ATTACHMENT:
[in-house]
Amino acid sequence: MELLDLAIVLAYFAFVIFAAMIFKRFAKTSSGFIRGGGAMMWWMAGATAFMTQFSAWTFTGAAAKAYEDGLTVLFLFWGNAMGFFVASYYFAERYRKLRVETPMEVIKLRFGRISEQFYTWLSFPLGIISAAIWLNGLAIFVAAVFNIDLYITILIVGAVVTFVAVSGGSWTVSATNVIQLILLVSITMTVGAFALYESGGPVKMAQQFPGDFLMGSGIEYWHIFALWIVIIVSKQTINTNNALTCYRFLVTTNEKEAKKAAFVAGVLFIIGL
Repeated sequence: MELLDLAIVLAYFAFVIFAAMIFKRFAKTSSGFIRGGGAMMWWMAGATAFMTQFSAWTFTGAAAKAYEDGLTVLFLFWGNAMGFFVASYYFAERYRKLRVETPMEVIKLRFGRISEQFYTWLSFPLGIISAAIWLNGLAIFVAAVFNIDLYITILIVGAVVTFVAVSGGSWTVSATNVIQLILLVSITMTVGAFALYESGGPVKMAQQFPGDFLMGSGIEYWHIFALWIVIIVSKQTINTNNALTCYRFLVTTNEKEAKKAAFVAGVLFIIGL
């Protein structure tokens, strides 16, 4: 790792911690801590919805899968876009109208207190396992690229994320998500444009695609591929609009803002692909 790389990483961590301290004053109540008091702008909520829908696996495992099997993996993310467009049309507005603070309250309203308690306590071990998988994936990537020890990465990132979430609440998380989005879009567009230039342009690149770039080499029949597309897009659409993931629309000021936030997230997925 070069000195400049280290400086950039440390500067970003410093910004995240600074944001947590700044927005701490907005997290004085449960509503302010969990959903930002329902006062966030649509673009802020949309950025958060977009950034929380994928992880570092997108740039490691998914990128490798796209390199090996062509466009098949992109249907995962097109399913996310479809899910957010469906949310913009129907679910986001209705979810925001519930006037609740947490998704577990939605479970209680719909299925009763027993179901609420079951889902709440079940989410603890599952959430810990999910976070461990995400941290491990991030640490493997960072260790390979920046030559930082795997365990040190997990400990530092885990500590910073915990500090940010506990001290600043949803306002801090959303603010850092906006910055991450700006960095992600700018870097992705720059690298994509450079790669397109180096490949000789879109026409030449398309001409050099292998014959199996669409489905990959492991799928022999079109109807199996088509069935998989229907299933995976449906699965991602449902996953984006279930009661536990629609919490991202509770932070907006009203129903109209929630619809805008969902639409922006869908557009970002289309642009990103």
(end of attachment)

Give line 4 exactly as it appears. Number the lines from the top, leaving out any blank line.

């Protein structure tokens, strides 16, 4: 790792911690801590919805899968876009109208207190396992690229994320998500444009695609591929609009803002692909 790389990483961590301290004053109540008091702008909520829908696996495992099997993996993310467009049309507005603070309250309203308690306590071990998988994936990537020890990465990132979430609440998380989005879009567009230039342009690149770039080499029949597309897009659409993931629309000021936030997230997925 070069000195400049280290400086950039440390500067970003410093910004995240600074944001947590700044927005701490907005997290004085449960509503302010969990959903930002329902006062966030649509673009802020949309950025958060977009950034929380994928992880570092997108740039490691998914990128490798796209390199090996062509466009098949992109249907995962097109399913996310479809899910957010469906949310913009129907679910986001209705979810925001519930006037609740947490998704577990939605479970209680719909299925009763027993179901609420079951889902709440079940989410603890599952959430810990999910976070461990995400941290491990991030640490493997960072260790390979920046030559930082795997365990040190997990400990530092885990500590910073915990500090940010506990001290600043949803306002801090959303603010850092906006910055991450700006960095992600700018870097992705720059690298994509450079790669397109180096490949000789879109026409030449398309001409050099292998014959199996669409489905990959492991799928022999079109109807199996088509069935998989229907299933995976449906699965991602449902996953984006279930009661536990629609919490991202509770932070907006009203129903109209929630619809805008969902639409922006869908557009970002289309642009990103």